The feelings of freshness, of cleanliness, of vigour, and extreme hilarity, that always followed my bathes in the sea, and even, when in England, my ablutions in the wash-tub, were so delightful, that I would sooner have gone without my breakfast than without my bathe in cold water.

Golding’s contention is simple: would a group of teenaged and pre-teen boys really be this saintly, cut off from all forms of social control? With Lord of the Flies he suggests that they would not; and with the multiple references to classic boy’s adventure stories (The Coral Island is mentioned a couple of times and Stevenson’s Treasure Island at least once) he draws attention to the unrealistic aspect of these as well.

But would boys in this situation really only fight? Lord of the Flies is not the only book to be based on The Coral Island. Chris Kent, in his parody Coral Island Boys, takes a different approach – surely, he suggests, a group of young boys in this situation would be tempted into sexual experimentation? Kent’s book is an uncomfortable read, being as it is a work of pornography featuring characters, many of whom are children or teenagers. But I am forced to wonder to what extent my discomfort is hypocritical – while reading Ballantyne’s book I certainly giggled at some rather homoerotic moments. Kent’s parody only recognises and magnifies things that are already in the text.

An aspect of The Coral Island that is rarely touched on is the baffling appearance of a flock of penguins. There is no explanation of why penguins should spend so much time on an island whose climate is more conducive to growing coconut trees. It will remain one of life’s great mysteries.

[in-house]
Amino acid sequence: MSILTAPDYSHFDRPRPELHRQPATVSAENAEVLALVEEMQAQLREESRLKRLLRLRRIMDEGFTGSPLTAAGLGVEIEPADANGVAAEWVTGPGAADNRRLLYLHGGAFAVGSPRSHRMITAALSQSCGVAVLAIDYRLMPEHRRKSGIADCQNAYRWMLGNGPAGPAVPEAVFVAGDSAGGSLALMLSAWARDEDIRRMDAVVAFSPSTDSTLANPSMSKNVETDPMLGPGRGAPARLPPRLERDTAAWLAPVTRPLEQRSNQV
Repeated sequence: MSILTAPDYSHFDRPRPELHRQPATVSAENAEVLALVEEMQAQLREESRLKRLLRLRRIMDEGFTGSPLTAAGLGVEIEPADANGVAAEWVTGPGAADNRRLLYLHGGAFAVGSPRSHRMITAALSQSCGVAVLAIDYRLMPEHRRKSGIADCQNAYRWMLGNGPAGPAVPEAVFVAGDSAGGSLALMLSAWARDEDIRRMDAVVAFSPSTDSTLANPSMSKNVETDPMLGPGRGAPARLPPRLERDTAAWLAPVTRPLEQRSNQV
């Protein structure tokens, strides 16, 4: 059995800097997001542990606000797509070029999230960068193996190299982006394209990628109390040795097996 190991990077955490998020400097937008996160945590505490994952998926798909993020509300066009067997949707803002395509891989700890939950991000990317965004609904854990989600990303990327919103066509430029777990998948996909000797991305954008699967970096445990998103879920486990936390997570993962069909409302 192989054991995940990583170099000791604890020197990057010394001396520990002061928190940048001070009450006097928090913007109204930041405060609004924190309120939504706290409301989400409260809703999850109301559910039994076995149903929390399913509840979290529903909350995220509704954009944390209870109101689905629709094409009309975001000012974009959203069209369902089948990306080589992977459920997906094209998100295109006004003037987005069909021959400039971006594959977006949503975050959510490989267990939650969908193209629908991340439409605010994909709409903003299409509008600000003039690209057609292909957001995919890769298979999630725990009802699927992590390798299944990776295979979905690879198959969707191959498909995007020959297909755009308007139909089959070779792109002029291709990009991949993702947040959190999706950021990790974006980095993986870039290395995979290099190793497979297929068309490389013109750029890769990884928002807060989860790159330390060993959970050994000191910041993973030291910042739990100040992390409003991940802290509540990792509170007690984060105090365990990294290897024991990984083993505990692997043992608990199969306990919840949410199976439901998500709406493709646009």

Having said all of which, The Coral Island remains rather charming. Robinson Crusoe-style shipwreck-survival stories are always fun, and Ballantyne’s descriptions of the island are about as good as anything you’re likely to see in classic children’s literature.

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November 7, 2011

Further thoughts on Snuff

[For a far more lucid account of many of the things that bothered me about this book, see Abigail Nussbaum's piece here.]

I posted a review here a few days ago, but it had a limited word count and was for a general audience. But there were other aspects of Pratchett’s new book that I wanted to discuss. Obviously there will be many, many spoilers. I’m dividing things into subheadings to keep it all coherent.

 

Race

There’s a thing quite a lot of SFF has done – discuss race relations using actual different races (dwarves, trolls,etc) as opposed to merely people with different coloured skin. One of the problems with this way of talking about race is that it has tended to make the various other races represent people of colour (or any other group that is non-mainstream, as ridiculous as it seems to talk of nonwhite people being non-mainstream when they surely make up most of the world’s population) whereas the ‘humans’ have tended to represent white westerners. A recent example of this for me was China Miéville’s Embassytown, which I read as partly based on British colonialism in Asia.